Dr. Ulus likes to listen to the French Suites by Bach while he severs the foreskins of his patients. Ulus, a pediatric surgeon in Cologne, says that classical music soothes the children. If all goes well, he has cut off a dozen foreskins by the early afternoon. "I uncover penises and show them the world," says Ulus.
Hikmet Ulus is a cheerful man who has earned a small fortune as a pediatric surgeon. He is not a fan of the circumcision debate. Germany has been talking about penises for weeks now. It's become customary to discuss the pros and cons of life without a foreskin over lunch, and women too are contributing their experiences to the discussion. Circumcised and uncircumcised men are speaking up on talk shows, and Germans are discovering, willingly or not, which men in the circles of colleagues and friends are circumcised and which ones are not. Dr. Ulus feels that the discussion has become problematic. He advises parents considering circumcision for religious reasons to hold off for the time being.
The agitation over a little piece of flesh certainly has its amusing sides, but the debate is very much a serious one, and controversial.
Just how to deal with the male foreskin has even become an issue that German Chancellor Angela Merkel has been forced to consider, and she has called Justice Minister Sabine Leutheusser-Schnarrenberger several times in recent weeks to discuss it. The Chancellery sees Leutheusser-Schnarrenberger, a member of the liberal Free Democratic Party (FDP), as a particularly contrarian cabinet minister, while Merkel has a science background and sees the world from a very practical point of view.
But in this legally complex and sensitive matter, Merkel has welcomed the advice of her justice minister. The debate was triggered by a ruling by the Cologne Regional Court, which criminalizes the circumcision of boys for religious reasons. At first, the two women treated the matter as an aberration by a German regional court, which a higher court would later correct. How, after all, could a few judges from Cologne ban a religious requirement that Jews have observed for thousands of years, and one that all Muslims in Germany observe?
'A Token of the Covenant'
The ruling, pronounced on May 7, only became public at the end of June. Since then, the controversy has been escalating almost daily. Suddenly the world isn't just interested in Merkel's European policy. People across the globe have become transfixed by those strange judges who want to forbid Jews and Muslims from performing a ritual that is as natural for them as baptism with holy water is for Catholics. When Merkel and Leutheusser-Schnarrenberger spoke on the phone once again on the weekend before last, they quickly agreed that they could not allow the debate to run rampant. They decided that the government would introduce a new circumcision law that, in the sober words of the secular constitutional state, would allow what the First Book of Moses puts in this way: "And ye shall circumcise the flesh of your foreskin; and it shall be a token of the covenant betwixt me and you."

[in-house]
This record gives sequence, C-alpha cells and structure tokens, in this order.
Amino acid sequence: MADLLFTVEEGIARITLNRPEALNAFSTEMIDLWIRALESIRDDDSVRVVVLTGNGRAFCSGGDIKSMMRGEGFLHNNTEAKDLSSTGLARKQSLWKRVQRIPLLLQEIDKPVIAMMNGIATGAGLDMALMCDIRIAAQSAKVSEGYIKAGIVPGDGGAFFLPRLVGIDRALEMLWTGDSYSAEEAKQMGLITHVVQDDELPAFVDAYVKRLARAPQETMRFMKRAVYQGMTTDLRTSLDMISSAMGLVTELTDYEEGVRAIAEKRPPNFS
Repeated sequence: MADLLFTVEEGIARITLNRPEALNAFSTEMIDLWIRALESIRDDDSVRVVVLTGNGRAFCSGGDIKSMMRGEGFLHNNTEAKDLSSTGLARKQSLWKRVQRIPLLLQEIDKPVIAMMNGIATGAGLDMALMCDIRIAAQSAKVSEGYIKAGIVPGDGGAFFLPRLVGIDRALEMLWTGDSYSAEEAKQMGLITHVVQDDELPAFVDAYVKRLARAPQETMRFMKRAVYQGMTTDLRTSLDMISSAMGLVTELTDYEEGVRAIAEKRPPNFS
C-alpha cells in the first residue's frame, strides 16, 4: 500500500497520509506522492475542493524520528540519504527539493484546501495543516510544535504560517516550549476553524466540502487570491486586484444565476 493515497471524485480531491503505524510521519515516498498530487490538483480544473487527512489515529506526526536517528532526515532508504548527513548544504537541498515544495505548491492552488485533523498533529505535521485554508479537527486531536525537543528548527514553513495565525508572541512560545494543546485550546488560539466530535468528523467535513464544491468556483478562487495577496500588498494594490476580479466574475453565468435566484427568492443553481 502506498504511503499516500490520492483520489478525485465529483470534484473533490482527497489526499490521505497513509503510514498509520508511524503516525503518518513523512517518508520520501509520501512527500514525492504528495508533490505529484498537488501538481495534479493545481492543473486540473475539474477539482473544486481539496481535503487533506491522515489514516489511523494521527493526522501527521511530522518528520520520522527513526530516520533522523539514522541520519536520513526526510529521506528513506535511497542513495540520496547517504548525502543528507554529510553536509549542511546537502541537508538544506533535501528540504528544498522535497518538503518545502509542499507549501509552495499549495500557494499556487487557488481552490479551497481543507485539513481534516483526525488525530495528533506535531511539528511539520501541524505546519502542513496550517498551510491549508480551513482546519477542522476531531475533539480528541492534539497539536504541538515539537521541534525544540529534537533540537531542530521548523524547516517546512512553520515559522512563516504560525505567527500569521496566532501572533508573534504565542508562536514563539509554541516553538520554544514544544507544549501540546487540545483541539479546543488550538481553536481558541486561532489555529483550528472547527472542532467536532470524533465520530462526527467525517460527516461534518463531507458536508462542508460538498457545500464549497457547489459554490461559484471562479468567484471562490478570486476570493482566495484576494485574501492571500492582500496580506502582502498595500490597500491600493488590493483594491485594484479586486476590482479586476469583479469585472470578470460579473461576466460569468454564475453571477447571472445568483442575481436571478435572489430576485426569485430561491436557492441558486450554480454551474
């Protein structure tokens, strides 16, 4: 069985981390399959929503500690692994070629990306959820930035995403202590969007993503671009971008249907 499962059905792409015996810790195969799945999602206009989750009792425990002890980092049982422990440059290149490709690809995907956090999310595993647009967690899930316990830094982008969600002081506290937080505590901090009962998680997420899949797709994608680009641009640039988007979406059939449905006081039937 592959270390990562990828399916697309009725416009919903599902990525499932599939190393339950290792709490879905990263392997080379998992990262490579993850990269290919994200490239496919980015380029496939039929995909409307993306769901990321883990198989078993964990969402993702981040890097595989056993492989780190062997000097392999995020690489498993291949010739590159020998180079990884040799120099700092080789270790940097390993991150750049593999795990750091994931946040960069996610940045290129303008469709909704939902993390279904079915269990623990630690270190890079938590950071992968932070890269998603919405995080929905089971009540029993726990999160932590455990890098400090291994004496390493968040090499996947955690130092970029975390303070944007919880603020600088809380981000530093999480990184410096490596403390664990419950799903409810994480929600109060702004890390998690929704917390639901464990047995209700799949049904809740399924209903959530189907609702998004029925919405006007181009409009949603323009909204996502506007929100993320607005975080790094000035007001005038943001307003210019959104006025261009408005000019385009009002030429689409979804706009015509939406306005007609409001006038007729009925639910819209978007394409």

The whole affair could, of course, be seen as a legal farce. Only a few countries have dared to regulate circumcision by law. It is readily practiced in many Western countries, even though it sometimes also the subject of heated debates. In Germany, however, there are sometimes laws and regulations stipulating what color roof tiles a homeowner may have and how often he is required to sweep the sidewalk in front of his or her house. Seen in this light, it's almost a miracle that German officials haven't taken on circumcision much earlier.
In the steering committee of her party, the center-right Christian Democratic Union (CDU), Merkel scoffed at the overly zealous judges, saying that Germany was turning itself into a "nation of jokers." But she was also fully aware of how serious the matter is . Reconciliation with the Jews is an important part of government policy for Merkel. And she took the words of Dieter Graumann, president of the Central Council of Jews in Germany seriously. The verdict, Graumann said, could ultimately "make Jewish life in Germany no longer possible. "
Germany is also home to about four million Muslims. Hardly anything could alienate them more than a verdict from the state declaring an important element of their religious tradition to be a crime.
Uncharacteristically for Merkel's second term, it isn't her own coalition that is giving her a headache. A majority of parliamentarians from both sides of the aisle -- the far-left Left Party excepted -- support a law clarifying the situation. But despite the political will, practical considerations have complicated the project. As honorable as the intention is to provide legal clarity, implementation is a challenge.
Balancing Two Fundamental Rights
Merkel and Leutheusser-Schnarrenberger are trying to force into a legal framework a tradition that has thus far been protected by social acceptance. But it places two fundamental human rights at odds with each other. Children have a fundamental right to physical integrity. A circumcision is no minor operation, with the German Professional Association of Pediatricians calling it a "form of bodily injury." But the child's right contrasts with those of parents, which include religious matters -- and in this case a ritual that goes back thousands of years and, for Jews and Muslims, is a vital component of their faith.